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1.  Axial Black Blood Turbo Spin Echo Imaging of the Right Ventricle 
Black blood turbo spin echo (TSE) imaging of the right ventricle (RV) free wall is highly sensitive to cardiac motion, frequently resulting in non-diagnostic images. Temporal and spatial parameters of a black blood TSE pulse sequence were evaluated for visualization of the RV free wall. 74 patient studies were retrospectively evaluated for the effects of acquisition timing on image quality. Axial black blood TSE images were acquired on 10 healthy volunteers to assess the role of spatial misregistration on right ventricle visualization; increasing the double inversion recovery (DIR) slice thickness beyond 300% had no effect on image quality (p=0.2). 35 patient studies were prospectively evaluated with inversion times (TIs) corresponding to the mid-diastolic rest period and end-systole based on visual analysis of a four chamber cine. When TIs were chosen to be within the patients’ RV rest period, mean image quality score was significantly improved (2.3 vs. 1.86, p<0.001) and the number of clinically diagnostic images increased from 32% to 46%. Black blood TSE imaging of the RV free wall is highly sensitive to cardiac motion. Image quality can be improved by choosing TIs concordant with the rest period of the patient’s RV that may occur at mid-diastole or end-systole.
PMCID: PMC4301616  PMID: 19165884
cardiac MRI; black blood; turbo spin echo; right ventricle
2.  Morphological and Functional Measurements of the Heart Obtained by Magnetic Resonance Imaging in Brazilians 
Still today, measurements used as a reference in the cardiac magnetic resonance imaging have been obtained mainly from studies carried out in North-American and European populations.
To obtain measurements of the diastolic diameter, systolic diameter, end diastolic volume, end systolic volume, ejection fraction, and myocardial mass of the left and right ventricles in Brazilians.
54 men and 53 women, with mean age of 43.4 ± 13.1 years, asymptomatic, with no cardiomyopathies, have been subjected to the cardiac magnetic resonance imaging, using a balanced steady state free precession technique.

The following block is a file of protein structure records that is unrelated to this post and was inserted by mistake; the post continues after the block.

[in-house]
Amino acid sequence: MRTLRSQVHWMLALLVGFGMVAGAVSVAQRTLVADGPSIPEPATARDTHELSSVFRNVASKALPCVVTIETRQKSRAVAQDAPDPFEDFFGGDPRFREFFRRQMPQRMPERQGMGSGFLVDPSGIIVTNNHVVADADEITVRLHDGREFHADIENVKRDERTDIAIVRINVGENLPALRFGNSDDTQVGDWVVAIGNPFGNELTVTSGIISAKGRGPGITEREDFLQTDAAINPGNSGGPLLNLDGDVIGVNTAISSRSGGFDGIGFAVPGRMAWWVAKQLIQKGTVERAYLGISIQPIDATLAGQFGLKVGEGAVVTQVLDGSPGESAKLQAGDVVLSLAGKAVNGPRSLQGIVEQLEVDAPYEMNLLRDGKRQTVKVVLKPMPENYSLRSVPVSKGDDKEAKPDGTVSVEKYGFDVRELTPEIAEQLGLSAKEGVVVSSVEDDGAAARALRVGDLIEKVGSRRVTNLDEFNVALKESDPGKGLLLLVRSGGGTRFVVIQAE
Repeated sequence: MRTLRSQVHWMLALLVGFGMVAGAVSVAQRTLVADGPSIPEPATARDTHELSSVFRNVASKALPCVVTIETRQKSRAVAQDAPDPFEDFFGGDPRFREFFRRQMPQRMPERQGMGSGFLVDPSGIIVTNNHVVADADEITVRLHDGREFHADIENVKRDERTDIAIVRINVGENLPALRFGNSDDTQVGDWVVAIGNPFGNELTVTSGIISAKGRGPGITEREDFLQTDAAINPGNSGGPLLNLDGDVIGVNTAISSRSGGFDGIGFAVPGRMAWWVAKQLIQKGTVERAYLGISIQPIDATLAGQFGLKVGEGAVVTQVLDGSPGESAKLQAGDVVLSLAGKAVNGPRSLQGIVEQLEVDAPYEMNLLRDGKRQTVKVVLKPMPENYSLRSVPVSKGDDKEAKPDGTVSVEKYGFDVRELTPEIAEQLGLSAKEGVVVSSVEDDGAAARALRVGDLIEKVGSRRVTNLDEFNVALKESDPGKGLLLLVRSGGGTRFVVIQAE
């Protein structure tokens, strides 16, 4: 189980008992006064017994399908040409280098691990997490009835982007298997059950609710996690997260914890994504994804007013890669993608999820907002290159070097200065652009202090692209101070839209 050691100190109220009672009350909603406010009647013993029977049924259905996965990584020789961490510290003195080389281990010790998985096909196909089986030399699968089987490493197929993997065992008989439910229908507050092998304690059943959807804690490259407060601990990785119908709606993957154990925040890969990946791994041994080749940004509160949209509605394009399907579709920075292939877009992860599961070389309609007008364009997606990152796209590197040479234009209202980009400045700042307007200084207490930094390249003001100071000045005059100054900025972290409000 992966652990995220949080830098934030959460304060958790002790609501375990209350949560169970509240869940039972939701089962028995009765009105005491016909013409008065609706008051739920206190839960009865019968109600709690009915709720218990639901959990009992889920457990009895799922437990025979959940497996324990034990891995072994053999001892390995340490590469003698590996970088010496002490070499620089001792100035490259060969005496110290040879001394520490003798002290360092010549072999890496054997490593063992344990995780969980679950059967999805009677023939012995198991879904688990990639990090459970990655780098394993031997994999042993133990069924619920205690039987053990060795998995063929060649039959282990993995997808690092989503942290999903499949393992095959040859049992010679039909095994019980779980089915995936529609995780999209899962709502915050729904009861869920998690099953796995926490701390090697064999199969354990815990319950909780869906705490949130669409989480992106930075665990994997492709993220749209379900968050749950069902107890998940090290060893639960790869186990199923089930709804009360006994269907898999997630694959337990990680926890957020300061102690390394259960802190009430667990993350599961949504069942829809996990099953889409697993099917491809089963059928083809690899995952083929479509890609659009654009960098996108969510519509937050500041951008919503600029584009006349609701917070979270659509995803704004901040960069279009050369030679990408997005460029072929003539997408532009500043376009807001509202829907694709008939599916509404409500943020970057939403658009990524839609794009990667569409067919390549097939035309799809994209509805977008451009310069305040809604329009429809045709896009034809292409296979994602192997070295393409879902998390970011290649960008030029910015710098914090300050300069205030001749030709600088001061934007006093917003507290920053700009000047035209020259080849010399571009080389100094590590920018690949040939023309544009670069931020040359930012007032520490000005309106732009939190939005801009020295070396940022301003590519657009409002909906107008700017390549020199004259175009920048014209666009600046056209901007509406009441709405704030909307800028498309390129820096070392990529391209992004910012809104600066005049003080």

The averages and the standard deviations of the parameters for the left ventricle have been: diastolic diameter =4.8 ± 0.5 cm; systolic diameter = 3.0 ± 0.6 cm; end diastolic volume = 128.4 ± 29.6 mL; end systolic volume = 45.2 ± 16.6 mL; ejection fraction = 65.5 ± 6.3%; mass = 95.2 ± 30.8 g. For the right ventricle, they have been: diastolic diameter = 3.9 ± 1.3 cm; systolic diameter = 2.5 ± 0.5 cm; end diastolic volume = 126.5 ± 30.7 mL; end systolic volume = 53.6 ± 18.4 mL; ejection fraction = 58.3 ± 8.0%, and mass = 26.1 ± 6.1 g. The masses and the volumes were significantly greater in the men, except for the end systolic volume of the left ventricle. The ejection fraction of the right ventricle has been significantly greater in the women. There has been a significant and inverted correlation of the systolic volume of the right volume with the progression of the age.
This study has described, for the first time, cardiac measurements obtained through the cardiac magnetic resonance imaging in Brazilians, asymptomatic, with no cardiomyopathies, showing differences in accordance with gender and age.
PMCID: PMC3998183  PMID: 23752338
Magnetic Resonance Imaging / methods; Reference Values; Ventricular Function / physiopathology; Heart Ventricles / anatomy & physiology; Genetics, Population
3.  Coronary Vessel Wall Evaluation by Magnetic Resonance Imaging in the Multi-Ethnic Study of Atherosclerosis: Determinants of Image Quality